Friday, February 26, 2016
Dear Professor Bernard A. Wood, Center for the Advanced Study of Human Paleobiology
Dear Professor Wood,
I am writing to you here openly on my blog because I do not feel that official behind the scenes channels work to correct the behaviors that I have observed in the scientific community in the last five years. In fact, I have attempted repeatedly to contact members of the scientific community about my concerns, to no avail. I have even spent more than a few thousand dollars of my own money trying to address these issues in scientific forums. Again, no redress. I am still of a school of thought that believes that Science should ultimately be done in the public service and that members of the public, in this context, should not be using their personal finances to attempt to redress issues of scientific misbehavior. It is up to the Scientific Community to right itself.
My formal training is as an electrical engineer. I currently have a break in my career at the moment and am pursuing a parallel matter of concern.
As a matter of fact, I left my last position as a Silicon Valley Radio Frequency Design Engineer in part due to the harassment and hostile work environment that I had been experiencing for almost a year. I am not junior, and had been highly productive in my last position, working independently, producing several patents and innovations, so any notion that discrimination and retaliation only happens to inexperienced or junior female researchers is misguided. In fact, I am just a bit short of becoming a principal engineer, and would have long since been at principal level were it not for the discriminatory and sometimes threatening landscape in which women are expected to conduct their research. It is not the first time that I have had a break or unplanned branch in the road. Like Professor Rebecca Ackermann, who just wrote a blog post today about her experiences as a woman in paleoanthropology, because of these forced disjunctures, I have lost out on opportunities to publish my work (both patents and papers) and have lost time.
As a Canadian very much immersed in the Canadian Scottish Scientific tradition, I grew up around a lot of physics, engineering, paleontology, geology, entomology and anthropology. Phyllis Munday, Crowfoot, Charles Walcott, Mary Morris Vaux, Edward S. Curtis, Alexander Graham Bell, Frederick Banting, Phil Currie, David Thompson, Gerhard Herzberg, John McCrae, Charles Best, Jane Goodall, Ernest Rutherford and Ursula Franklin were household names when I was growing up. My cousin, in fact, is a personal friend of Phil Currie and worked for him for a number of summers in the field. I graduated from the same high school in Vancouver, British Columbia as the Manhattan Project physicist and astronomer, Robert Christy.
I should also say that I have been a long standing adorante of many museums: The British Museum, the Glenbow, the Smithsonian, the Field Museum, the Canadian Museum of Civilization, the Royal Ontario Museum, the Royal Tyrrell Museum, the Royal Alberta Museum, the California Academy of Sciences, the Exploratorium, the American Museum of Natural History, the National Archaeological Museum of Athens, the Archeaological Museum of Thessaloniki, the Bizkaia Museum of Archaeology (Bilbao), and the Museum of Anthropology at UBC, for example.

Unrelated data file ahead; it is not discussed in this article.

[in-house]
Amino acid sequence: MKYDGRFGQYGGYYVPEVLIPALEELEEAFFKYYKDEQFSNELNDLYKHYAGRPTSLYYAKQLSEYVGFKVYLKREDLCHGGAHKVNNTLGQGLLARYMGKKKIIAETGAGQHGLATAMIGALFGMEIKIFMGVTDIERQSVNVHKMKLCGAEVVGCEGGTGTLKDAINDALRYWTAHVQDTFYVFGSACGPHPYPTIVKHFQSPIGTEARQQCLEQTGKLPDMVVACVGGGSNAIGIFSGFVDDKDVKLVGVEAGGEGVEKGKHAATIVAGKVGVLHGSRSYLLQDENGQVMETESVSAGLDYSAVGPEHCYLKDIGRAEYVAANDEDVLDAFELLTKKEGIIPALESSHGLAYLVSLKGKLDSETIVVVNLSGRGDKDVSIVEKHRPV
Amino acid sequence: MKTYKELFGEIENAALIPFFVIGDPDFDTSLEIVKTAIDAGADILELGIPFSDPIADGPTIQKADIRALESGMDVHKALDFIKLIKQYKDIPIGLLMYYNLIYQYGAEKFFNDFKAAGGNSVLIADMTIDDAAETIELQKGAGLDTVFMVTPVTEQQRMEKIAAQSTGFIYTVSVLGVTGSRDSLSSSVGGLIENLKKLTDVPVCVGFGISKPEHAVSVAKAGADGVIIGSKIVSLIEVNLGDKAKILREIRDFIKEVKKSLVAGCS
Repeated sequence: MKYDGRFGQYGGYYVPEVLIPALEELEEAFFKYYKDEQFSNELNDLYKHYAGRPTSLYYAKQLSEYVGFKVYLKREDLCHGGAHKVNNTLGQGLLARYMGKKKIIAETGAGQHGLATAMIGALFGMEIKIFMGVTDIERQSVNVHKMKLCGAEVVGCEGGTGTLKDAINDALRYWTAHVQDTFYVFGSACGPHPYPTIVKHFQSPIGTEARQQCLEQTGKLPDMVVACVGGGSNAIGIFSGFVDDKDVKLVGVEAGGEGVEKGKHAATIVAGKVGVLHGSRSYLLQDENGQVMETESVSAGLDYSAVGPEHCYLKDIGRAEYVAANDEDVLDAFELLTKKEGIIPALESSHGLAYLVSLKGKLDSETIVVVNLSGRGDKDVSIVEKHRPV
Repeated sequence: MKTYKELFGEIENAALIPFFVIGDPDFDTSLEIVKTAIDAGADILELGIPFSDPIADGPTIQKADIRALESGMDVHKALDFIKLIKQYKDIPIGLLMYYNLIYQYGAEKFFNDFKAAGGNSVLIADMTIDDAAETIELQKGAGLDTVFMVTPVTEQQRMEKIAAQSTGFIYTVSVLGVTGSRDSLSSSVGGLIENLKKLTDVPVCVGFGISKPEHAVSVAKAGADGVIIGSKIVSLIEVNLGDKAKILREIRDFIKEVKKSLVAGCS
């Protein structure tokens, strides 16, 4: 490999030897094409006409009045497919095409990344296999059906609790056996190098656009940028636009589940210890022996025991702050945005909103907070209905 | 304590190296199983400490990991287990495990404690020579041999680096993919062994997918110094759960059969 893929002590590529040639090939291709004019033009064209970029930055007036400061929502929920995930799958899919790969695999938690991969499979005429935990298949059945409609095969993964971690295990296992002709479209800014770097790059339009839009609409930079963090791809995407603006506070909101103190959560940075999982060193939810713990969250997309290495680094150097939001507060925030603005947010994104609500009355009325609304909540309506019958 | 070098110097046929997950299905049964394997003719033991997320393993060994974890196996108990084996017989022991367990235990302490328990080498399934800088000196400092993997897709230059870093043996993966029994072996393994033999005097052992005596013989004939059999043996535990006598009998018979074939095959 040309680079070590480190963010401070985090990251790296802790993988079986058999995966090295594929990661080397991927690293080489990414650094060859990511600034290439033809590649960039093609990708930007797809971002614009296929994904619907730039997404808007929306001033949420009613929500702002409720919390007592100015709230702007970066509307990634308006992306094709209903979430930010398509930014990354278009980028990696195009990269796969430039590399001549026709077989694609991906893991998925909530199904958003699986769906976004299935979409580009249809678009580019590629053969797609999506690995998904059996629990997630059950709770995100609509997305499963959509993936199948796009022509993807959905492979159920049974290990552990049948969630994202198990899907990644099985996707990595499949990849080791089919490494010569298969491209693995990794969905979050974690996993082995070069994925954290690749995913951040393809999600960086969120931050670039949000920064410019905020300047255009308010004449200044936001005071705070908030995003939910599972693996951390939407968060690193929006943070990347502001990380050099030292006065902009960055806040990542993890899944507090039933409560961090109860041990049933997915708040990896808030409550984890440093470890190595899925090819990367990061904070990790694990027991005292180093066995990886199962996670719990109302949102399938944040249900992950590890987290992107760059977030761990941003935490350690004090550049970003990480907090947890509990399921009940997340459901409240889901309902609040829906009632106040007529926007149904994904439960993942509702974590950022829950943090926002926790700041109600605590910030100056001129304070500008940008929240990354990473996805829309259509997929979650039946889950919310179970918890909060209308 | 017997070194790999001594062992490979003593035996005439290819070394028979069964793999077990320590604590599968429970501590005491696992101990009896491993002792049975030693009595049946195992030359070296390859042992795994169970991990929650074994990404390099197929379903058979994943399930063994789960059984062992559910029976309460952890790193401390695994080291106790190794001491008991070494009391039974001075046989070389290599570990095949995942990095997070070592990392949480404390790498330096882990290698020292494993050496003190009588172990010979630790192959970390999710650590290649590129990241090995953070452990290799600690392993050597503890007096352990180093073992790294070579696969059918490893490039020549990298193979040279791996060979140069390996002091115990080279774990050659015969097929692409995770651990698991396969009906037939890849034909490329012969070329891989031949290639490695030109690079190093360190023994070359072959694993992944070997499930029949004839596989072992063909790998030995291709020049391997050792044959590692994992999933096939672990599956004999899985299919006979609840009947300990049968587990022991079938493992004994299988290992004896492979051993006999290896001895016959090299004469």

As well, by a lucky coincidence, my Master’s thesis supervisor at UBC (University of British Columbia) in Electrical Engineering, Greg Howard, PhD University of Waterloo, was partly of Ojibwe ancestry. This was a huge influence for me in stimulating my interest in the knowledge systems of Native Americans (and Canadians).
So in my “spare time” at the moment, following up on a long standing concern, I am learning more about Native American culture, language and history. It is hard to face close up the effect on Native Americans and Native Canadians of the residential school system, which attempted to remove children from their parents and traditional teaching systems, physically punished them for speaking their Native languages and robbed them of their traditional religion, and often sexually abused them.
These are the same people, the direct descendants in fact, by only a few generations, of Native Americans who’s images and artifacts are displayed at the British Museum, the Smithsonian, and the American Museum of Natural History. These descendants still struggle with access to education and are underfunded in their efforts to preserve and revitalize their language and culture. When they do attend higher education, they still encounter and have to take classes from overt racists such as Tom Flanagan (remember these are people who are only one generation away from having experienced the residential school system). One of Tom's favorite lines of attack against Native Americans is that their culture is "more primitive" compared to European culture, and therefore, that law of property does not apply for Native Canadians and Americans. This is an especial favorite of Tom, who used to be highly influential in the Canadian Federal Department of Justice, in refuting Native land claims. Little wonder that some Native People are ambivalent about pursuing higher education.
Talking to Native People, you soon realize that they are very interested in and know a lot about anthropology, linguistics, astronomy, hydrology, ecosystem management and archaeology. They are interested in human prehistory. Were there more funding available, I am sure more of them would love to attend conferences such as the Society of American Archaeologists (SAA), the International Astronomical Union Conferences, or the American Association of Physical Anthropology.
However, just noting an observation I made last night regarding the upcoming SAA conference, it is hard to think about inviting someone from a Plains Native American culture considered to be a true hunter-gatherer culture, to a conference that still frames cultural complexity as having been hard coded to the adoption of “farming”. Yes, still in 2016, we mostly think this. I can direct you to the SAA sessions in which this is still the overt message. I also ran across several sessions at the 2015 SAA Conference in San Francisco, which perpetuated the same message.